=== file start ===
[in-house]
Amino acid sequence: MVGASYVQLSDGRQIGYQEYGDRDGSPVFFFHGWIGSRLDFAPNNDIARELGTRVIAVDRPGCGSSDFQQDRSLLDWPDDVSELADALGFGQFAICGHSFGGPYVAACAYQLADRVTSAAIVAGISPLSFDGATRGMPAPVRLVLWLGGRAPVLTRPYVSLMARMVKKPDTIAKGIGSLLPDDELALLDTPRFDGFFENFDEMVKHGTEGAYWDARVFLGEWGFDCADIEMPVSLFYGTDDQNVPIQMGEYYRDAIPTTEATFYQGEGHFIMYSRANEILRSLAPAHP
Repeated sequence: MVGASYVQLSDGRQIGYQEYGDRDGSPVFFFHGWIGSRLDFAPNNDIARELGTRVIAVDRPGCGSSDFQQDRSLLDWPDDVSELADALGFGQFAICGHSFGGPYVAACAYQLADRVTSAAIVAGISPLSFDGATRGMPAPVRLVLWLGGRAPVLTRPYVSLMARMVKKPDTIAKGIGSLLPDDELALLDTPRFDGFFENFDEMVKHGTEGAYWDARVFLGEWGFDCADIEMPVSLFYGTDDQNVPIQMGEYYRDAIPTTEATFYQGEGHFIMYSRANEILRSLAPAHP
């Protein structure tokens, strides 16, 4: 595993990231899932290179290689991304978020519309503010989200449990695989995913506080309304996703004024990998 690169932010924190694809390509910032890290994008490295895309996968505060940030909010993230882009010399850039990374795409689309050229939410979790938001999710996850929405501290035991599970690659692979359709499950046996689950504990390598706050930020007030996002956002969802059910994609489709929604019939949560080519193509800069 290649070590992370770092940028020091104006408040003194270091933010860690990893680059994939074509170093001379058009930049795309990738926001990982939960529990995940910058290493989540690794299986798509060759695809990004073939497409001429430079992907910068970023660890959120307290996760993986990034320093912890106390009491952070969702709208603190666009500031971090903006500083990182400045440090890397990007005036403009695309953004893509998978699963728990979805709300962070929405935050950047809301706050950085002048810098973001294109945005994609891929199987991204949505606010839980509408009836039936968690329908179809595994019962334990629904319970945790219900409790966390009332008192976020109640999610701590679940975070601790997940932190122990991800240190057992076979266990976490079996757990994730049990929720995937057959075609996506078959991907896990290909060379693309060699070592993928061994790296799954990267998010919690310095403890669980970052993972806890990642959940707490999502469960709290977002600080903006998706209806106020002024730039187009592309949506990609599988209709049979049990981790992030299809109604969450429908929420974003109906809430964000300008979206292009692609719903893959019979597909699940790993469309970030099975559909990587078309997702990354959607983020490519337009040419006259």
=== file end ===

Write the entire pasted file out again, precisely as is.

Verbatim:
[in-house]
Amino acid sequence: MVGASYVQLSDGRQIGYQEYGDRDGSPVFFFHGWIGSRLDFAPNNDIARELGTRVIAVDRPGCGSSDFQQDRSLLDWPDDVSELADALGFGQFAICGHSFGGPYVAACAYQLADRVTSAAIVAGISPLSFDGATRGMPAPVRLVLWLGGRAPVLTRPYVSLMARMVKKPDTIAKGIGSLLPDDELALLDTPRFDGFFENFDEMVKHGTEGAYWDARVFLGEWGFDCADIEMPVSLFYGTDDQNVPIQMGEYYRDAIPTTEATFYQGEGHFIMYSRANEILRSLAPAHP
Repeated sequence: MVGASYVQLSDGRQIGYQEYGDRDGSPVFFFHGWIGSRLDFAPNNDIARELGTRVIAVDRPGCGSSDFQQDRSLLDWPDDVSELADALGFGQFAICGHSFGGPYVAACAYQLADRVTSAAIVAGISPLSFDGATRGMPAPVRLVLWLGGRAPVLTRPYVSLMARMVKKPDTIAKGIGSLLPDDELALLDTPRFDGFFENFDEMVKHGTEGAYWDARVFLGEWGFDCADIEMPVSLFYGTDDQNVPIQMGEYYRDAIPTTEATFYQGEGHFIMYSRANEILRSLAPAHP
């Protein structure tokens, strides 16, 4: 595993990231899932290179290689991304978020519309503010989200449990695989995913506080309304996703004024990998 690169932010924190694809390509910032890290994008490295895309996968505060940030909010993230882009010399850039990374795409689309050229939410979790938001999710996850929405501290035991599970690659692979359709499950046996689950504990390598706050930020007030996002956002969802059910994609489709929604019939949560080519193509800069 290649070590992370770092940028020091104006408040003194270091933010860690990893680059994939074509170093001379058009930049795309990738926001990982939960529990995940910058290493989540690794299986798509060759695809990004073939497409001429430079992907910068970023660890959120307290996760993986990034320093912890106390009491952070969702709208603190666009500031971090903006500083990182400045440090890397990007005036403009695309953004893509998978699963728990979805709300962070929405935050950047809301706050950085002048810098973001294109945005994609891929199987991204949505606010839980509408009836039936968690329908179809595994019962334990629904319970945790219900409790966390009332008192976020109640999610701590679940975070601790997940932190122990991800240190057992076979266990976490079996757990994730049990929720995937057959075609996506078959991907896990290909060379693309060699070592993928061994790296799954990267998010919690310095403890669980970052993972806890990642959940707490999502469960709290977002600080903006998706209806106020002024730039187009592309949506990609599988209709049979049990981790992030299809109604969450429908929420974003109906809430964000300008979206292009692609719903893959019979597909699940790993469309970030099975559909990587078309997702990354959607983020490519337009040419006259």